The seventieth anniversary of India’s independence occurred on August 15. For the fourth time during his term, the prime minister, Narendra Modi, addressed the nation from the Red Fort in Old Delhi. From the very formation of the modern state of India, the imposing fortress built by the Mughal emperor Shah Jahan in the seventeenth century has offered a stage for national remembrance of the independence movement. Wearing a saffron turban, Modi addressed the nation in a live broadcast streamed to millions. References to Hindu mythology peppered his speech, which frequently turned to the stories of Rama and Krishna. An exhortation against the “poison of communalism and casteism” can also be heard. But this perfunctory gesture toward inclusion belied the majoritarian policies and sentiments that the present government promotes.
Critics of Modi’s brand of religious nationalism penned somber reflections on Indian democracy, often lamenting the decline of secularism and the muzzling of civil society. For many, the unfolding violence against both bodies and ideas represents an impasse in the social fabric and a rupture with conditions that bound the state to particular values spoken in the name of secular reason. These convulsions include a reconfiguration of history, as well as of the significance of the physical monuments from the past. Yet, as with the Red Fort repurposed as a parapet of Hindu nationalism, the symbolic value of history is itself deeply disputed. In response to the question “Is this all there is?” I turn to these ruptures and fields of contestation to reflect on the lineaments tying political Hinduism to the subcontinent’s Mughal past, and with it changing notions of secularism.
The current government’s many ideological interventions include attacking discourses on Indian secularism, as well as challenging the meaning and content of Indian history. One of the most powerful historical resources for imagining secularism in modern India has been the era of Mughal rule in the early modern period. From the perspective of the state, secularism in India has generally meant the embrace of religious pluralism, allowing each community to flourish. In the language of its votaries, secularism often stands for interreligious amity. Social activists, politicians, and other public figures frequently extol the relative harmony in which religious communities coexisted during Mughal rule. Mughal emperors, aristocrats, and the court cultures they fostered have long formed part of a national mythology of secularism. This is not without reason. The Mughal court played host to a diverse range of individuals, including Brahmin pandits, Jain munis, and Jesuit priests. Hindu and Muslim artists worked together in Mughal ateliers, sometimes painting scenes from the life of Christ and the Virgin Mary. The Mughal administration employed large numbers of Hindus at various levels. And for many Indians, in contrast to British colonialism, the Mughals also had the benefit of having been largely naturalized as indigenous rulers.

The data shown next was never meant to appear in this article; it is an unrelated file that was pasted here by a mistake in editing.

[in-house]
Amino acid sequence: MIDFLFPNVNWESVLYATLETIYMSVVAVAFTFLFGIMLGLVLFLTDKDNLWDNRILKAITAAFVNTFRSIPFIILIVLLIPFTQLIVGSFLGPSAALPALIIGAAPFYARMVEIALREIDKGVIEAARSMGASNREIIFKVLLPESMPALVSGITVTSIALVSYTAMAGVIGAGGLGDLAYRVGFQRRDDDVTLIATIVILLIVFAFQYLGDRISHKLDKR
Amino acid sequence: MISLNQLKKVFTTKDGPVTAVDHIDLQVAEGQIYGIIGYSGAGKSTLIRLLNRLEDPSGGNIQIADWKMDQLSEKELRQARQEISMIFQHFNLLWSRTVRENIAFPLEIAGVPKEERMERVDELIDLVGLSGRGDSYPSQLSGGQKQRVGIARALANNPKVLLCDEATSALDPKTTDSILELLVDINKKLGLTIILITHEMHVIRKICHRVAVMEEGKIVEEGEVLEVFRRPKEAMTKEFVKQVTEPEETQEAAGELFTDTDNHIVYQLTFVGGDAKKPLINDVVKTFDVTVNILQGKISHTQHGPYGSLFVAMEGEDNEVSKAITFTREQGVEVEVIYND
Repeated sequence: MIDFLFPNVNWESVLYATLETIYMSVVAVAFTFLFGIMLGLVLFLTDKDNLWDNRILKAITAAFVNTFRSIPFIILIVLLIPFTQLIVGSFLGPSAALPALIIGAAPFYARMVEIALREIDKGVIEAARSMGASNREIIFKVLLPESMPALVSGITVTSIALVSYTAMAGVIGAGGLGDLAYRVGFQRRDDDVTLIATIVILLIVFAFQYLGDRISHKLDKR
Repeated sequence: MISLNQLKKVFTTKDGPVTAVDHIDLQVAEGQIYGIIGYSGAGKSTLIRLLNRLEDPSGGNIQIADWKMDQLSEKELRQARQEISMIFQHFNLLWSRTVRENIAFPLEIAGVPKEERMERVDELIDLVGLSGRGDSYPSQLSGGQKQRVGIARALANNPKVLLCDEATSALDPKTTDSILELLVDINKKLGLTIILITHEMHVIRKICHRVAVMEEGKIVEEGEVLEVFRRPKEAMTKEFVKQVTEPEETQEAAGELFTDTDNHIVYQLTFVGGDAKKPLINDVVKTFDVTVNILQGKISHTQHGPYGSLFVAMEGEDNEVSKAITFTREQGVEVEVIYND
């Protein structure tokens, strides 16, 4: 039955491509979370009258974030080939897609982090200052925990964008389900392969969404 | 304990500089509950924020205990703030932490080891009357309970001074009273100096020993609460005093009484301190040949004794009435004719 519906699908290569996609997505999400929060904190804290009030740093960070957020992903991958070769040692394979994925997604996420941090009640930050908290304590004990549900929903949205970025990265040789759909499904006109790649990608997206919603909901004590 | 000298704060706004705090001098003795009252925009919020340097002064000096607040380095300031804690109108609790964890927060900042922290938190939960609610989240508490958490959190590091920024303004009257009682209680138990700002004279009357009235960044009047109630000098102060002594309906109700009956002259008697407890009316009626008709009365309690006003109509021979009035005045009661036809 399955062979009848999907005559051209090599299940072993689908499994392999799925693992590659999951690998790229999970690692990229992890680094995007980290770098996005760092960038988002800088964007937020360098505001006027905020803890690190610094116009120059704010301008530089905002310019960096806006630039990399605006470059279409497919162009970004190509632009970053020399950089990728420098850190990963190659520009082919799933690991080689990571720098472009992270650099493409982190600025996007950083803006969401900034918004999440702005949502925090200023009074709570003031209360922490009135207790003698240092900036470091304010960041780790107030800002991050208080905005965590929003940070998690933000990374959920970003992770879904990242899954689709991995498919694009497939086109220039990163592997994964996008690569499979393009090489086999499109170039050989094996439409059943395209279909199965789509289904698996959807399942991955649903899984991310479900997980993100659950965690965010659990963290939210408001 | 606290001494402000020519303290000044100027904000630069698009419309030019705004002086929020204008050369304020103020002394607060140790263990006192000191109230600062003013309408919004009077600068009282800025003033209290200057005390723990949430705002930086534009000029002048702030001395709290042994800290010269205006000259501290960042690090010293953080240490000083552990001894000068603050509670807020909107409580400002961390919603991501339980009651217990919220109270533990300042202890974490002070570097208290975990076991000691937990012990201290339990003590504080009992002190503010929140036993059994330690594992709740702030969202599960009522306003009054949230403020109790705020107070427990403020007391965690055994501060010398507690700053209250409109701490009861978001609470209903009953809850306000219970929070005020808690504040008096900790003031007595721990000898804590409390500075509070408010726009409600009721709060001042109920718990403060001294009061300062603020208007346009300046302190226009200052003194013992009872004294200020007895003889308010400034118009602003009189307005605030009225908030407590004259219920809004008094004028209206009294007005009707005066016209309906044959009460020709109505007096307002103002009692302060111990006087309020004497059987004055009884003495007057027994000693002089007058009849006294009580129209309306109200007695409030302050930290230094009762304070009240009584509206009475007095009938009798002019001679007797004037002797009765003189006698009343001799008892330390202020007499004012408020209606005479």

Celebrating a figure like the sixteenth-century emperor Akbar, for instance, not only highlights a past when India’s various religious communities seemed less rigidly divided. It also inserts the Mughal state into a teleological narrative of modernity. In this vein, the influential historian Jadunath Sarkar (d. 1958) views the Mughal empire as taking “the first step necessary for the modernisation of India and the growth of an Indian nationality in some distant future.” Writing more recently on secularism, Amartya Sen makes a similar argument. He sees in Akbar’s religious policy “the foundations of a non-denominational secular state which was yet to be born in India, or for that matter anywhere.” While quite influential, these perspectives are certainly vulnerable to critique for their lack of historical nuance and contextualization. Such modern projects of recovery smooth over the complexities of the precolonial past.